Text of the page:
Shining a light on gum disease
Dr Corrin Wallis’ research publication list is both long and varied. Viruses, plant/microbe interactions and the genetics of aging all get a mention, but it’s her latest work that she is currently most enthusiastic about.
“I’m really proud of what we’ve achieved. It is always positively received when I’ve presented it at conferences and to industry regulators. Mainly because the audience also care for animals.”
Animals yes, but also the physics of light waves? It’s an unexpected combination, so how has her latest publication* come about?
For the last few years Dr Wallis has investigated the bacteria involved in gum disease in dogs. Whilst we brush our teeth to avoid gum disease it’s not always so easy to do the same for our pets. With estimates as high as 80% of dogs and 70% of cats affected by gum disease at some point in their lives it’s a major health issue. For the owner this may be perceived simply as bad breath but for your pet it comes with tooth ache and eventually loss of teeth.
To combat the disease the pet care industry develops diet based solutions to remove the plaque that triggers gum disease. Which is why Dr Wallis’ latest work set out to solve the problem of how can the industry as a whole, robustly compare how well each diet or treatment works in removing plaque. The ultimate goal is to drive the development of increasingly efficacious solutions and improve the lives of pets.
“The current method, modified Logan Boyce, requires trained scorers to estimate plaque levels on dogs or cats teeth," she explains. "Usually this is done before and after a test diet or treatment has been applied. It’s very subjective so the results of a study can be influenced by how each analyst scores the plaque”. In search of inspiration the team reviewed the literature and saw an early trial of a method to quantify caries (sugar based tooth decay) in humans. “Dogs don’t get caries because they lack the Streptococcal species that cause acid erosion but it peaked our interest”. A collaborative group from the UK and Netherlands were developing an approach called Quantitative Light Induced Fluorescence. It relies on identifying specific wavelengths of light which cause target organic compounds to fluoresce. In the case of dental plaque, the haem (an iron containing compound) in their outer membranes of certain bacteria fluoresces when exposed to light at 405nm. It’s the same principle that you see on the TV in CSI episodes where the haem in blood glows when they look for blood traces under blue light. In this case the fluorescence acts like a dentist’s disclosing solution and can be photographed. “The advantage of this approach is that the fluoresced colour is so different from the surrounding tissues a computer can easily identify and quantify it” adds Dr Wallis.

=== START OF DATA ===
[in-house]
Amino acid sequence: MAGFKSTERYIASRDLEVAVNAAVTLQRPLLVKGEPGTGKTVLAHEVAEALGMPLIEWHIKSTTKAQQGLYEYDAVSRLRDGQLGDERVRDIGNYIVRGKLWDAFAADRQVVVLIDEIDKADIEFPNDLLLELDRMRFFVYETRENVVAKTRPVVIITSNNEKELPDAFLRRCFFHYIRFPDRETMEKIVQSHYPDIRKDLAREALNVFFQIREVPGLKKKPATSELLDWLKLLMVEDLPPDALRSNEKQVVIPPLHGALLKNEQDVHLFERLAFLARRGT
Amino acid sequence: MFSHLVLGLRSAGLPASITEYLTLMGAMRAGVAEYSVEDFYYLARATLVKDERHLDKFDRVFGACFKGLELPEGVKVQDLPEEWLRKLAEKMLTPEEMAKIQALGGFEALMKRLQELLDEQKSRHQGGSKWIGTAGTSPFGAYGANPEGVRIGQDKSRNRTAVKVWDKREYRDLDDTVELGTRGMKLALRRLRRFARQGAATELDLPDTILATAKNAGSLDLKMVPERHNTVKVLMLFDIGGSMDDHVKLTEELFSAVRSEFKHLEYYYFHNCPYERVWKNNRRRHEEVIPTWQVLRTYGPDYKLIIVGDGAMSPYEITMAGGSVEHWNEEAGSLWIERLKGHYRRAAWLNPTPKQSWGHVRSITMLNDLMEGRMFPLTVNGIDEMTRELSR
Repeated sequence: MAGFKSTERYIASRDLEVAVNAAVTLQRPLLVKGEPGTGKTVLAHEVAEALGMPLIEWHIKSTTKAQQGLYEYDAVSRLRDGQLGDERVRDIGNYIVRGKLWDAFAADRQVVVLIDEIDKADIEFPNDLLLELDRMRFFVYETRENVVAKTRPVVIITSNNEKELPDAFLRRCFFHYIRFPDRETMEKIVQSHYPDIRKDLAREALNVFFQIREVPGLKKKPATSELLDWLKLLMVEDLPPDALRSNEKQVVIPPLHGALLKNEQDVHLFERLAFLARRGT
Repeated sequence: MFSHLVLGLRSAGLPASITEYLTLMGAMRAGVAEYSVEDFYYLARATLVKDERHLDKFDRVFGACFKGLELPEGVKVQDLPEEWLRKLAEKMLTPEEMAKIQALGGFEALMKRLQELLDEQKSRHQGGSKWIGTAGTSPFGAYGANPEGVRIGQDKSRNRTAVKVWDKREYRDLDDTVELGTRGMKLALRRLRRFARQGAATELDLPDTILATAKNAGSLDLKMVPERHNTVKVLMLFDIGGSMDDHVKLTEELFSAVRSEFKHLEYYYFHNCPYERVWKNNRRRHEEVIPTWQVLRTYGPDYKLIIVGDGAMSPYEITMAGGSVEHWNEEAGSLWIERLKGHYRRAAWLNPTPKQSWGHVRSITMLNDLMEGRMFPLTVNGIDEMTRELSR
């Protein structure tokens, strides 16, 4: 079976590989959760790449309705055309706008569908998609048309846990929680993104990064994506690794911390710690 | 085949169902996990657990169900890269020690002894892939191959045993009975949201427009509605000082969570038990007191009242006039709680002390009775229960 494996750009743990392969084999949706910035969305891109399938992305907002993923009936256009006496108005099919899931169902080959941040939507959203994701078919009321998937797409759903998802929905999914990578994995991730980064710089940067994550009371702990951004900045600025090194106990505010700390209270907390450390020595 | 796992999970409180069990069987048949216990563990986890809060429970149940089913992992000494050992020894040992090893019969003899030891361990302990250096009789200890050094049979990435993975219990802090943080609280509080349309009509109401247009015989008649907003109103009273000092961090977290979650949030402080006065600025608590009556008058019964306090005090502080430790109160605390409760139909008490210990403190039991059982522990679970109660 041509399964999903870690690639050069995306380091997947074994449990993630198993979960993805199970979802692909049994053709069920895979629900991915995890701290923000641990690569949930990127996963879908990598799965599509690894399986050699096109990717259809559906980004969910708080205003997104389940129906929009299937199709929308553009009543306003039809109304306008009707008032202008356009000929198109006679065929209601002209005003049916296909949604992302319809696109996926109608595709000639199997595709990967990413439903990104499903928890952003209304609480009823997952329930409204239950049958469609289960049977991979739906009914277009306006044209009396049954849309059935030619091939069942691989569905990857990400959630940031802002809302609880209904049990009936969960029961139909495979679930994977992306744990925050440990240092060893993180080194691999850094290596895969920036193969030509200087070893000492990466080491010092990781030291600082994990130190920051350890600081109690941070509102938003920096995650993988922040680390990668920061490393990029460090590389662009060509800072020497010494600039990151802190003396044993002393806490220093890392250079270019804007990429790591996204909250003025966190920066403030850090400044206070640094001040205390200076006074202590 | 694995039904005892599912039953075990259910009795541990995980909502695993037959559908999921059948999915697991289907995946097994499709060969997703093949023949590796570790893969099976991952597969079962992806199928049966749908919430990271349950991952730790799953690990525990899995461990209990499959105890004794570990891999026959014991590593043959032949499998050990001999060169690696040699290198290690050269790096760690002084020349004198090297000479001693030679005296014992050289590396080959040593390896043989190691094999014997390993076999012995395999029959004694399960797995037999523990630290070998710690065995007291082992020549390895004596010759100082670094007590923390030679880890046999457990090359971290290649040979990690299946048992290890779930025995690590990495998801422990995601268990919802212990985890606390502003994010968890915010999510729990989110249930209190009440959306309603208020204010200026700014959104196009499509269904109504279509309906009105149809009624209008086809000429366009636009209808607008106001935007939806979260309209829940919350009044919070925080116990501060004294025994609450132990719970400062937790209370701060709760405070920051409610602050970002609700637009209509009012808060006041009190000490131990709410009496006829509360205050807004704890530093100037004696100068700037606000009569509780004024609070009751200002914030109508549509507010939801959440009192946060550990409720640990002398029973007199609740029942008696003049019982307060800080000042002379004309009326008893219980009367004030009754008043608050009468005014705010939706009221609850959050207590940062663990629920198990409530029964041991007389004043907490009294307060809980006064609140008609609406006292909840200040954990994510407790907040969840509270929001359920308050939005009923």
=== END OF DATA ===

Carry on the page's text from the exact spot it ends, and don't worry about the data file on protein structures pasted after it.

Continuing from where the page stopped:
Working with researchers at the University of Liverpool she trialled the method in dogs and found it was possible to image plaque on their teeth. Then started a 2 year journey to develop and validate the method. Firstly training excitable miniature Schnauzers to happily sit still for their pictures. This was achieved by WALTHAMs excellent behaviour and welfare team using positive reinforcement techniques. Then to speed up the analysis the team worked with Inspektor Research Systems team in the Netherlands to develop more efficient image analysis software. She could then compare it to Modified Logan Boyce which is the subject of her publication investigating the repeatability and reproducibility of the method. Repeatability refers to the variation you see if the same person used the system and reproducibility is the variability when different people use the system. For example reproducibility in the previous method may be high due to differences in how people estimate plaque levels. “It was essential that the method be reproducible as data collected by lots of different people across the pet care industry needed to be comparable”.
Initially the results from two methods appeared to be similar but further statistical analysis provided a pleasant surprise. “The reproducibility of our QLF method meant that compared to modified Logan Boyce only half as many dogs are needed to show a significant difference in plaque removal.” The added advantage to dogs is that she developed the method to test conscious dogs, the previous method required general anaesthesia. So the method takes two steps forward ethically, by reducing the number of dogs tested and reducing the impact on them.
So what’s next for the method? Whilst other companies have developed methods and patented them for competitive advantage “We took the decision to not only make it public but also to get endorsement from industry regulators. In this way the whole pet care industry can benefit and develop new solutions to improve the health of our pets”. Work is underway with the Veterinary Oral Health Council (VOHC) to endorse it as an industry standard testing method. The VOHC certify the efficacy of products with their Seal of Approval which vets rely on when choosing oral care solutions. Once in place future solutions will be tested both ethically and equally across the industry, a big win for our pets.